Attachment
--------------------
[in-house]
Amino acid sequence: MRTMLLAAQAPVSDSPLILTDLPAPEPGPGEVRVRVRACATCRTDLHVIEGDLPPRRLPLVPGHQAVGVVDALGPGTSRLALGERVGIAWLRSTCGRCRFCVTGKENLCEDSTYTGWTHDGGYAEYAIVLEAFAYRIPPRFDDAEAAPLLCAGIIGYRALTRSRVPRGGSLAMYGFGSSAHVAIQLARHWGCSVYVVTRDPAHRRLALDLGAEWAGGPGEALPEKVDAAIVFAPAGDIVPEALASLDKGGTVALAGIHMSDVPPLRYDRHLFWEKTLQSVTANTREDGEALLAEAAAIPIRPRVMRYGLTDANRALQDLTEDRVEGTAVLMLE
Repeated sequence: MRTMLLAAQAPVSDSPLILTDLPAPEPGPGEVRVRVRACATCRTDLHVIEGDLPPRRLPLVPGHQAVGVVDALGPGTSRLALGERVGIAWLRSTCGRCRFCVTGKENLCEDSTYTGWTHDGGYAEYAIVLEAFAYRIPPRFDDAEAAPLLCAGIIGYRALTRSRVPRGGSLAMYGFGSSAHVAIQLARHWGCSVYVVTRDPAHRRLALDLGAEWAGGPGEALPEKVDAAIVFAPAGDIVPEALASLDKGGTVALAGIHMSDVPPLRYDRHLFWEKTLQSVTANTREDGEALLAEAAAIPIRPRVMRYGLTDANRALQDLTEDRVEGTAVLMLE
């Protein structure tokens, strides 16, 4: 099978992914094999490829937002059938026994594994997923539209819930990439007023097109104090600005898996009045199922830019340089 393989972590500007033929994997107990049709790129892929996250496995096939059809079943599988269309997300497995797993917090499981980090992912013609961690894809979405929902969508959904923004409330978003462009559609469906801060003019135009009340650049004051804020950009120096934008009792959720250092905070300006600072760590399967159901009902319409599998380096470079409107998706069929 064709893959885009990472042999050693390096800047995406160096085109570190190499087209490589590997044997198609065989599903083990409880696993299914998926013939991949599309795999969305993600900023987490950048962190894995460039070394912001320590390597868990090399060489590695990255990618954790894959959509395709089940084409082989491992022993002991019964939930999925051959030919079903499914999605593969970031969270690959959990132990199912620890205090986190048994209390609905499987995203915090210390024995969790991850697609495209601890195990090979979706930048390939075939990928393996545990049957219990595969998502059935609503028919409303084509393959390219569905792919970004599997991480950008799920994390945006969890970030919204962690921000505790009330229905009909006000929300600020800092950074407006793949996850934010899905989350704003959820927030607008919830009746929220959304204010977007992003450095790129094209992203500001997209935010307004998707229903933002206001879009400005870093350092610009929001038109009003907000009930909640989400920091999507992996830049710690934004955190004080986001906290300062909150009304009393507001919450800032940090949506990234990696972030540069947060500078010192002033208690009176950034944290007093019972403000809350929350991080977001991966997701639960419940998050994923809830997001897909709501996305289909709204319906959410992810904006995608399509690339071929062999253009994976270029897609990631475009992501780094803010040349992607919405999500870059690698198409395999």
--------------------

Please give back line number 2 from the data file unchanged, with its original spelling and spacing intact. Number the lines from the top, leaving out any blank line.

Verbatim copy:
Amino acid sequence: MRTMLLAAQAPVSDSPLILTDLPAPEPGPGEVRVRVRACATCRTDLHVIEGDLPPRRLPLVPGHQAVGVVDALGPGTSRLALGERVGIAWLRSTCGRCRFCVTGKENLCEDSTYTGWTHDGGYAEYAIVLEAFAYRIPPRFDDAEAAPLLCAGIIGYRALTRSRVPRGGSLAMYGFGSSAHVAIQLARHWGCSVYVVTRDPAHRRLALDLGAEWAGGPGEALPEKVDAAIVFAPAGDIVPEALASLDKGGTVALAGIHMSDVPPLRYDRHLFWEKTLQSVTANTREDGEALLAEAAAIPIRPRVMRYGLTDANRALQDLTEDRVEGTAVLMLE